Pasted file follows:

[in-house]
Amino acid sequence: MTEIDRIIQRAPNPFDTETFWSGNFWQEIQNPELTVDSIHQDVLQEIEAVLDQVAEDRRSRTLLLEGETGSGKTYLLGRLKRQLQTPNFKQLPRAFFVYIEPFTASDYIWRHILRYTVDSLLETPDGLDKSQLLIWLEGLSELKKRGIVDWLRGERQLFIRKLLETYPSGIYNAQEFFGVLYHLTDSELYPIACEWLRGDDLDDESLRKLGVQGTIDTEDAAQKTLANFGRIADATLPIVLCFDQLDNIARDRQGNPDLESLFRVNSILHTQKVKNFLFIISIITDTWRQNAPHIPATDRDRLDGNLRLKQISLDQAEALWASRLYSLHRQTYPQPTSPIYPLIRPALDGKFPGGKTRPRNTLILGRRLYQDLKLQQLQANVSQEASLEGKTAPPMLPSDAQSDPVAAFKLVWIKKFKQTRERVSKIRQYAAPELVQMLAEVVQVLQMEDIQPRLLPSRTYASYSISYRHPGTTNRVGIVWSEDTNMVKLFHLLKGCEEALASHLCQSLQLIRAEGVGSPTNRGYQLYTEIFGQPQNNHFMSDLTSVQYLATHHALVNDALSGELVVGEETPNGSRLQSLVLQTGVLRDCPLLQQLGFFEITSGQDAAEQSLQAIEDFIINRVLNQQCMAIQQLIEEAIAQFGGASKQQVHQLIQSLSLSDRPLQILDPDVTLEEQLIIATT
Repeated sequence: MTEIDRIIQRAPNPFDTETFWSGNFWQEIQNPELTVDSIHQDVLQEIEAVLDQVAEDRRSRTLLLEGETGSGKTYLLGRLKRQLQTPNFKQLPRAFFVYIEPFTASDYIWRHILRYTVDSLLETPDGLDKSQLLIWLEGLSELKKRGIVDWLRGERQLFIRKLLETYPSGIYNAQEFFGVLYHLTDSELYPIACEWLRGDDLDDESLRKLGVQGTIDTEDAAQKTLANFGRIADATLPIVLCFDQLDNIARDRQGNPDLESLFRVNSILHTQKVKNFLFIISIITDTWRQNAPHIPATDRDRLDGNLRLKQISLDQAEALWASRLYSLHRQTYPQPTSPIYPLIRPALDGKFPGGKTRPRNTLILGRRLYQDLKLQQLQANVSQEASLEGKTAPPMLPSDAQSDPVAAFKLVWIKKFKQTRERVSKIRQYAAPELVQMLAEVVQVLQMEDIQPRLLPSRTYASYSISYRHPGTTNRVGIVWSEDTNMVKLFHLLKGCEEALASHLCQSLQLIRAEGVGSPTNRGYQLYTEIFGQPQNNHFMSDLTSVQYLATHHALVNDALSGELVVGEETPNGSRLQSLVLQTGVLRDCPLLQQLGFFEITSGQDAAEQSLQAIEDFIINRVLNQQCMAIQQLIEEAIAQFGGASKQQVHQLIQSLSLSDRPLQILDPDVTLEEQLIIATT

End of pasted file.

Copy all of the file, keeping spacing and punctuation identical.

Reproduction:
[in-house]
Amino acid sequence: MTEIDRIIQRAPNPFDTETFWSGNFWQEIQNPELTVDSIHQDVLQEIEAVLDQVAEDRRSRTLLLEGETGSGKTYLLGRLKRQLQTPNFKQLPRAFFVYIEPFTASDYIWRHILRYTVDSLLETPDGLDKSQLLIWLEGLSELKKRGIVDWLRGERQLFIRKLLETYPSGIYNAQEFFGVLYHLTDSELYPIACEWLRGDDLDDESLRKLGVQGTIDTEDAAQKTLANFGRIADATLPIVLCFDQLDNIARDRQGNPDLESLFRVNSILHTQKVKNFLFIISIITDTWRQNAPHIPATDRDRLDGNLRLKQISLDQAEALWASRLYSLHRQTYPQPTSPIYPLIRPALDGKFPGGKTRPRNTLILGRRLYQDLKLQQLQANVSQEASLEGKTAPPMLPSDAQSDPVAAFKLVWIKKFKQTRERVSKIRQYAAPELVQMLAEVVQVLQMEDIQPRLLPSRTYASYSISYRHPGTTNRVGIVWSEDTNMVKLFHLLKGCEEALASHLCQSLQLIRAEGVGSPTNRGYQLYTEIFGQPQNNHFMSDLTSVQYLATHHALVNDALSGELVVGEETPNGSRLQSLVLQTGVLRDCPLLQQLGFFEITSGQDAAEQSLQAIEDFIINRVLNQQCMAIQQLIEEAIAQFGGASKQQVHQLIQSLSLSDRPLQILDPDVTLEEQLIIATT
Repeated sequence: MTEIDRIIQRAPNPFDTETFWSGNFWQEIQNPELTVDSIHQDVLQEIEAVLDQVAEDRRSRTLLLEGETGSGKTYLLGRLKRQLQTPNFKQLPRAFFVYIEPFTASDYIWRHILRYTVDSLLETPDGLDKSQLLIWLEGLSELKKRGIVDWLRGERQLFIRKLLETYPSGIYNAQEFFGVLYHLTDSELYPIACEWLRGDDLDDESLRKLGVQGTIDTEDAAQKTLANFGRIADATLPIVLCFDQLDNIARDRQGNPDLESLFRVNSILHTQKVKNFLFIISIITDTWRQNAPHIPATDRDRLDGNLRLKQISLDQAEALWASRLYSLHRQTYPQPTSPIYPLIRPALDGKFPGGKTRPRNTLILGRRLYQDLKLQQLQANVSQEASLEGKTAPPMLPSDAQSDPVAAFKLVWIKKFKQTRERVSKIRQYAAPELVQMLAEVVQVLQMEDIQPRLLPSRTYASYSISYRHPGTTNRVGIVWSEDTNMVKLFHLLKGCEEALASHLCQSLQLIRAEGVGSPTNRGYQLYTEIFGQPQNNHFMSDLTSVQYLATHHALVNDALSGELVVGEETPNGSRLQSLVLQTGVLRDCPLLQQLGFFEITSGQDAAEQSLQAIEDFIINRVLNQQCMAIQQLIEEAIAQFGGASKQQVHQLIQSLSLSDRPLQILDPDVTLEEQLIIATT